Crime Library: Criminal Minds and Methods

Profiling, Interactive

Errors of the Literati

Jack Abbot
Jack Abbot
Convicted felon Jack Abbot became a celebrity from the book he wrote in prison, In the Belly of the Beast, which became a bestseller and garnered a great deal of support among Americas literati. It had developed from a series of letters he had written to Norman Mailer during the 1970s, and Mailer had helped him to get the collection published. Mailer and his associates then championed Abbott's release before the parole board, with the assurance that Abbott was a "powerful and important writer."

Carl Panzram
Carl Panzram
In 1981, Abbot got out of prison and, like Unterweger, received numerous invitations to dinner parties and television talk shows. He was celebrated as a rehabilitated man, thanks to his ability to rechannel his thoughts into the more spiritual form of literature. Yet no one seemed to notice that he had dedicated the book to the international predator Carl Panzram, an unrepentant rapist and multiple killer who hated everyone and had described himself as the "spirit of meanness personified." He never hesitated to rape or kill when the mood hit him, and one story has it that he took six African men on a safari, killed them all and tossed them into the river for the crocodiles. Why Abbott admired him is anyones guess, but it was a good indication of his own propensities.

Abbott disappointed his supporters when, six weeks after his release, he stabbed Richard Adnan, a 22-year-old waiter, to death. Then he dismissed the killing in a sequel My Return as necessary and said publicly that Adnan didnt have much talent, anyway. In other words, this literary giant had no concern for another persons life. Art had not reformed him or given him lofty spiritual sentiments.

Shot in the Heart
Shot in the Heart
Gary Gilmore, incarcerated throughout his adolescence for a series of car thefts and burglaries, showed real talent with art. His drawings and ink sketches won contests, so he received an early release to attend art school in Eugene, Oregon. The hope was, according to his brother Mikal Gilmore in Shot in the Heart, that he would redirect his antisocial energies into something rewarding and productive.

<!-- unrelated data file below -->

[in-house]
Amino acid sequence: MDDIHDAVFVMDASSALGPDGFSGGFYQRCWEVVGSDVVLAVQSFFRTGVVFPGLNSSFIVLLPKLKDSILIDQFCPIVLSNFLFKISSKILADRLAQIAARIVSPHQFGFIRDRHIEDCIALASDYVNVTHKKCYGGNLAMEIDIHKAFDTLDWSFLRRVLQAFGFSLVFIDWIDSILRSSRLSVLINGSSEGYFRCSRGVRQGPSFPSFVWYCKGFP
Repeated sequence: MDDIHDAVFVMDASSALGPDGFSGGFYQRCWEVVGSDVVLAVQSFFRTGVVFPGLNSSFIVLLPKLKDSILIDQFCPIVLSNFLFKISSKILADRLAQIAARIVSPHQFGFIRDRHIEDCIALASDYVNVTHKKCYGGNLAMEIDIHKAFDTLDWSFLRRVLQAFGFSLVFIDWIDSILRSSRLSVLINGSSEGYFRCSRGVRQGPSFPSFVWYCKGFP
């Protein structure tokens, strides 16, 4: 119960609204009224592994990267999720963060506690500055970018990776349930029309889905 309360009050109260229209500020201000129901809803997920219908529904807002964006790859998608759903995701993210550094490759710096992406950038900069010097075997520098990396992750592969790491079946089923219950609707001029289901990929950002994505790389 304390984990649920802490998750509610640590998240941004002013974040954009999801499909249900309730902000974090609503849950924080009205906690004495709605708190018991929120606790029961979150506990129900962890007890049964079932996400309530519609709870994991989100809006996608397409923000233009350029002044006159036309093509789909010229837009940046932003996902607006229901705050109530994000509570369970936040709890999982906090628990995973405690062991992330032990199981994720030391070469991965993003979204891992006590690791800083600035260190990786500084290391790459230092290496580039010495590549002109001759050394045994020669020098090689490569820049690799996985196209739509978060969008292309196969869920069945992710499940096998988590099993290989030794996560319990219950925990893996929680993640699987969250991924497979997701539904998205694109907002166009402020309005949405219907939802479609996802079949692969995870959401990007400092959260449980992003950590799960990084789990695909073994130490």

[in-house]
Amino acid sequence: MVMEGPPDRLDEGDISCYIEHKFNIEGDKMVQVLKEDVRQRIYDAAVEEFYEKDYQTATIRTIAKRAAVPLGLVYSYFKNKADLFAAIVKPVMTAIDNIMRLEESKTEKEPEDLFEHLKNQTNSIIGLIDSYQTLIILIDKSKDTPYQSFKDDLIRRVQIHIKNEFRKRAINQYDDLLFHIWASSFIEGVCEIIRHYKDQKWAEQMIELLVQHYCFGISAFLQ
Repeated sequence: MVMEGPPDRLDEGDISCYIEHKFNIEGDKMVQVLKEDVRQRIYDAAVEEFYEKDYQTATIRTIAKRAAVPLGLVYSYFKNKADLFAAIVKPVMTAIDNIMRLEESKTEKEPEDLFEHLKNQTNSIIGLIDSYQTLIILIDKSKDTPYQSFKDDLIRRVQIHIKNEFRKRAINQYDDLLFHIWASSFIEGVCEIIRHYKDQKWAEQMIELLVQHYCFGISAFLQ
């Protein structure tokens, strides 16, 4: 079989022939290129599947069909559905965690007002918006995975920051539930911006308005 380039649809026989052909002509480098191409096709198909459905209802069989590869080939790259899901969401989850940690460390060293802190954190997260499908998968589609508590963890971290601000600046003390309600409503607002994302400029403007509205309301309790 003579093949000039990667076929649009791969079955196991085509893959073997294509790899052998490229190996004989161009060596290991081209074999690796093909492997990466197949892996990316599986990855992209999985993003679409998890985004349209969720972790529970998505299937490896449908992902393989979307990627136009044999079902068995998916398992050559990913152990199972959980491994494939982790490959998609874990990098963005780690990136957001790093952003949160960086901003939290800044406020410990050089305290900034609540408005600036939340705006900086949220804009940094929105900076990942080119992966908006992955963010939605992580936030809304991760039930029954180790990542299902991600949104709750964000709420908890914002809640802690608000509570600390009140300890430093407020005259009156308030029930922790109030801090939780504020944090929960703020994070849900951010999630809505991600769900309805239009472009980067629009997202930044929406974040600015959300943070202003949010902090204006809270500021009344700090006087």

Unfortunately, the idea that art could override years of anger, poor role-modeling from a father who was a con artist, and Garys inadequate sense of self-esteem, was over-idealistic. Not only did Gilmore fail to register for classes, he armed himself, got drunk, and held up a store. That sent him right back to prison. Years later, when he won release again, he killed two men in cold blood and ended up executed.

Lustmord: The Writings and Artifacts of Murderers
Lustmord: The Writings and Artifacts of Murderers
Edgar Smith was a convicted murderer on Death Row. His case is described in Lustmord: The Writings and Artifacts of Murderers, edited by Brian King. Smith corresponded with William F. Buckley over a period of seven years and managed to convince him that he was an innocent man falsely imprisoned. His crime involved the rape and bludgeoning murder of a 15-year-old girl in 1957 in New Jersey. Buckley helped Smith to write and publish Brief Against Death. With Buckleys sponsorship, Smith won release in 1971 from a judge who believed he had been rehabilitated. Smith appeared on television with Buckley that day and became a member of the genius club, Mensa. Five years later, he attacked a young woman in California. She escaped, turning him in, and Smith asked Buckley for help. Buckley turned him over to the FBI. He then confessed to having committed the original murder. His entire story had been a lie.

Those who deal with killers on a regular basis know their deceptions, so a murderer who managed to talk or write his way out of prison and convince others he was now a good guy did not surprise them. The task at hand, however, was to educate a jury in these nuances of psychopathy.

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